If they get a positive LMIA, they must give you a copy and a written job offer. In some cases, your employer does not need an LMIA to support your job offer. Under Express Entry, a valid job offer will give you additional points in the Comprehensive Ranking System.

A work permit on its own is not a job offer, even if it is an open work permit. When you create your Express Entry profile, include the LMIA number to show that you have a valid job offer. If you get invited to apply, the government may ask you for the original document, so keep it in a safe place.

A job offer is not valid if your employer is:

  • an embassy, high commission or consulate in Canada, or
  • on the list of ineligible employers.

If your employer is not eligible, does not get a positive LMIA, or is not LMIA-exempt you will not meet the requirements of a valid job offer for arranged employment.

How many CRS points do you get for a job offer for Express Entry?

In Express Entry, the number of CRS points you receive for a Canadian job offer depends on the NOC code of the offered position. You can receive either 50 or 200 points, depending on the skill level of your position, but only upper management positions are awarded the highest amount of 200 points.

  • 200 points: Job offers at NOC codes beginning with 00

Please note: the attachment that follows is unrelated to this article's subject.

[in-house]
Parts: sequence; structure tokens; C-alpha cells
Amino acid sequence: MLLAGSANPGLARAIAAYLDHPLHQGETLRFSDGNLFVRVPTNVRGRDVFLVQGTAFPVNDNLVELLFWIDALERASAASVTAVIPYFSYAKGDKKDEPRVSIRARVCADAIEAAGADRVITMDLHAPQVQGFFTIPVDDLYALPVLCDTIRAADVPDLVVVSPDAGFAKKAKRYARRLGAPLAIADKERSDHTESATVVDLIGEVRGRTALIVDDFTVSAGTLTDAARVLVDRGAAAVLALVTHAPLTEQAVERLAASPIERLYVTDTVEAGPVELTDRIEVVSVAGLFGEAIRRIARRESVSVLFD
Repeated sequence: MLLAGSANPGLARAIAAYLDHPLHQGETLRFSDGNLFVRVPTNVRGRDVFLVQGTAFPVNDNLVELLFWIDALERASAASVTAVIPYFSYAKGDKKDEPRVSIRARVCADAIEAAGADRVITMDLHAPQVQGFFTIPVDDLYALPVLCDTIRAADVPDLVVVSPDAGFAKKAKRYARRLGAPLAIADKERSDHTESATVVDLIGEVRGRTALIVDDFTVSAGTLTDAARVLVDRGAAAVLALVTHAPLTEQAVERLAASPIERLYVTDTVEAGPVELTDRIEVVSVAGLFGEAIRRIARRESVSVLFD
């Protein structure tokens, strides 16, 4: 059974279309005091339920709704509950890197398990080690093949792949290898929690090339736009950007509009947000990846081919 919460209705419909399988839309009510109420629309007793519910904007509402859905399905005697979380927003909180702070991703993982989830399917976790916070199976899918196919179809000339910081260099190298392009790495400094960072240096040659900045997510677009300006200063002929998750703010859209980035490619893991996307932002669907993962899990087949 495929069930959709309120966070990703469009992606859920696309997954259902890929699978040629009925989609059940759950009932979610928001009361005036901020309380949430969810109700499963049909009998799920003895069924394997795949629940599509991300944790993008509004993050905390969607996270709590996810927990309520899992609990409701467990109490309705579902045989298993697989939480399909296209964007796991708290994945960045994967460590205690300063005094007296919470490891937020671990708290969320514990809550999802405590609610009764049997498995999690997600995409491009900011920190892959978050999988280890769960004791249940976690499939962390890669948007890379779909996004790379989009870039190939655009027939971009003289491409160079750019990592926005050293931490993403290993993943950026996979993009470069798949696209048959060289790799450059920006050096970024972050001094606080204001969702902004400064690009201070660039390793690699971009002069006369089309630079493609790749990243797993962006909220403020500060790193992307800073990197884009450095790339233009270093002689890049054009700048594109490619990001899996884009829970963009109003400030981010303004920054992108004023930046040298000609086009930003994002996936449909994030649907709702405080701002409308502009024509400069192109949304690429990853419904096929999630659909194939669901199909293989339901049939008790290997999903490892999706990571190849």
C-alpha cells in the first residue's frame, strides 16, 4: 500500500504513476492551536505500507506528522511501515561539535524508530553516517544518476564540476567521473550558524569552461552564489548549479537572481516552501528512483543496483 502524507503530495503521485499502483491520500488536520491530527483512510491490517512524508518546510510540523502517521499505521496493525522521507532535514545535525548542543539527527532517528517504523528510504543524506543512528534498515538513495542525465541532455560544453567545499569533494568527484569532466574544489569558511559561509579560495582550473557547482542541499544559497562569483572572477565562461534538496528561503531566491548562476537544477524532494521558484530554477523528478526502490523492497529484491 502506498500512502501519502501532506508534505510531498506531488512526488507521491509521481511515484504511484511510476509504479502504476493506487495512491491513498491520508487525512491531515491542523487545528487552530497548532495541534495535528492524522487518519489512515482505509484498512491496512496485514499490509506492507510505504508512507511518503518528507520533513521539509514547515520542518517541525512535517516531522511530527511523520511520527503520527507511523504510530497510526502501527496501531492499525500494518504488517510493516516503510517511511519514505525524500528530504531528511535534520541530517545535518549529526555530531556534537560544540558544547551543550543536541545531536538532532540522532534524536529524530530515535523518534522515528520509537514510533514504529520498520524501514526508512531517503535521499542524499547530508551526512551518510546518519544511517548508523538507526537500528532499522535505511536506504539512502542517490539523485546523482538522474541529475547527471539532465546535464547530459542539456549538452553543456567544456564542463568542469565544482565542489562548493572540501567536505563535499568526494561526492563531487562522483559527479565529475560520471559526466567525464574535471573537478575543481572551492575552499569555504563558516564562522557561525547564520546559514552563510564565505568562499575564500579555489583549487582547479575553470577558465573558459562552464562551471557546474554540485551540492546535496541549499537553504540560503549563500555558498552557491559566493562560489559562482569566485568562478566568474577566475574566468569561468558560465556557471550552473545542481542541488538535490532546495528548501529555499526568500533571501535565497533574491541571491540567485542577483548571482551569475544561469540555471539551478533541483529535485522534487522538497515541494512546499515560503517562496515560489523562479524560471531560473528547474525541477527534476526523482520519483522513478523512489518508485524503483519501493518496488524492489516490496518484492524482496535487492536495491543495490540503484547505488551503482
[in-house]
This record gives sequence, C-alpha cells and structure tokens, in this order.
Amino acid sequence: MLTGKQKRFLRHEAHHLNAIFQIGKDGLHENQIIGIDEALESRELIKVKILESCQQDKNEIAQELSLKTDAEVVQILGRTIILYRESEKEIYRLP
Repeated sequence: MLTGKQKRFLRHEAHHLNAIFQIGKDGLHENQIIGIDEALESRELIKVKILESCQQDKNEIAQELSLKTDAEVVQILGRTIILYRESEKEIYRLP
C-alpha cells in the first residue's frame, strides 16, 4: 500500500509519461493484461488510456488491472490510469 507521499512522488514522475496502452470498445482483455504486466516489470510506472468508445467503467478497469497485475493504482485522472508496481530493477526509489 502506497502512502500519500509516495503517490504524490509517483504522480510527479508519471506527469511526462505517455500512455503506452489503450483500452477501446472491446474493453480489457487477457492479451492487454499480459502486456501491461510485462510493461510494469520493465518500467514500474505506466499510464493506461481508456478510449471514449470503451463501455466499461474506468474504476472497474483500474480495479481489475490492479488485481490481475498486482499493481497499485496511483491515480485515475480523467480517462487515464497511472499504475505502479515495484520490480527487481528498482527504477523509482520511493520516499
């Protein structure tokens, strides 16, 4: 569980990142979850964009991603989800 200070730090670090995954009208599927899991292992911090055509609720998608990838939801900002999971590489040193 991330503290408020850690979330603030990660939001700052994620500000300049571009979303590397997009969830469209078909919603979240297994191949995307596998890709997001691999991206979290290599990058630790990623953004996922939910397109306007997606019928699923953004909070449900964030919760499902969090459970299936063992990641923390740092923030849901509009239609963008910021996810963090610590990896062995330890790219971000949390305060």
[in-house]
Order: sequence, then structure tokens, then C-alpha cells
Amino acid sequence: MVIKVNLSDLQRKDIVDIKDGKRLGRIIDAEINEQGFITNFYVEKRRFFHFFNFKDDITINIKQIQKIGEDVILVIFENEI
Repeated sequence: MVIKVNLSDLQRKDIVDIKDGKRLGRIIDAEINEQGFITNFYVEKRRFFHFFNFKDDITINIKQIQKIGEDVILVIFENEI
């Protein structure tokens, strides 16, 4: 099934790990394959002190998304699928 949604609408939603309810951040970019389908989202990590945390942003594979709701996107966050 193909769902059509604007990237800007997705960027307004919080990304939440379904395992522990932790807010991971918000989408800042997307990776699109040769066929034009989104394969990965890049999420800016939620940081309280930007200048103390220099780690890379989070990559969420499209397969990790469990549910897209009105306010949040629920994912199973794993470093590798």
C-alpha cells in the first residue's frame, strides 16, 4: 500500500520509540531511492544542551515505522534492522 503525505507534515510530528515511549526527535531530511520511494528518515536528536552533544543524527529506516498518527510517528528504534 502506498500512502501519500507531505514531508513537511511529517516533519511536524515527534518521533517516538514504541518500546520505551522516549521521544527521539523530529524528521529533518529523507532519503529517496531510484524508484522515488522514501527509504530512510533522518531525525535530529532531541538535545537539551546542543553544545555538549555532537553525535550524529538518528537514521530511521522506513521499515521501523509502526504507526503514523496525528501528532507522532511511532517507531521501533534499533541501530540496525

• 50 points: All other job offers at NOC skill level 0, A, or B

How to find a Canadian job offer for Express Entry?

There are many ways to search for a Canadian job offer. But, before starting your job hunt, you have to make sure you’re prepared for the Canadian job application process. Follow these simple steps to prepare yourself and get the best possible chance of finding a Canadian job offer:

Step 1: Format your CV by Canadian standards

Canadian employers expect a specific format for CVs (also called resumes). There’s a good chance that the format might differ from your home country.

Step 2: Write a cover letter Canadian employers will love

Most employers in Canada expect job applicants to include a cover letter with their initial application. If you don’t include a cover letter, or if you use the format, you might be losing out.

Step 3: Ensure you’re using LinkedIn to your advantage

LinkedIn, the social networking site for working professionals is used by many employers to fill open job positions.

Step 4: Apply for the right jobs

Take the time to find positions that fit your experience and to craft a standout application. After creating an eligible Express Entry profile, you will receive a job seeker validation code that will allow you to register your profile with the Canadian job bank. As well, many Canadian jobs are advertised using job boards and social media like Indeed, LinkedIn, and Ziprecruiter.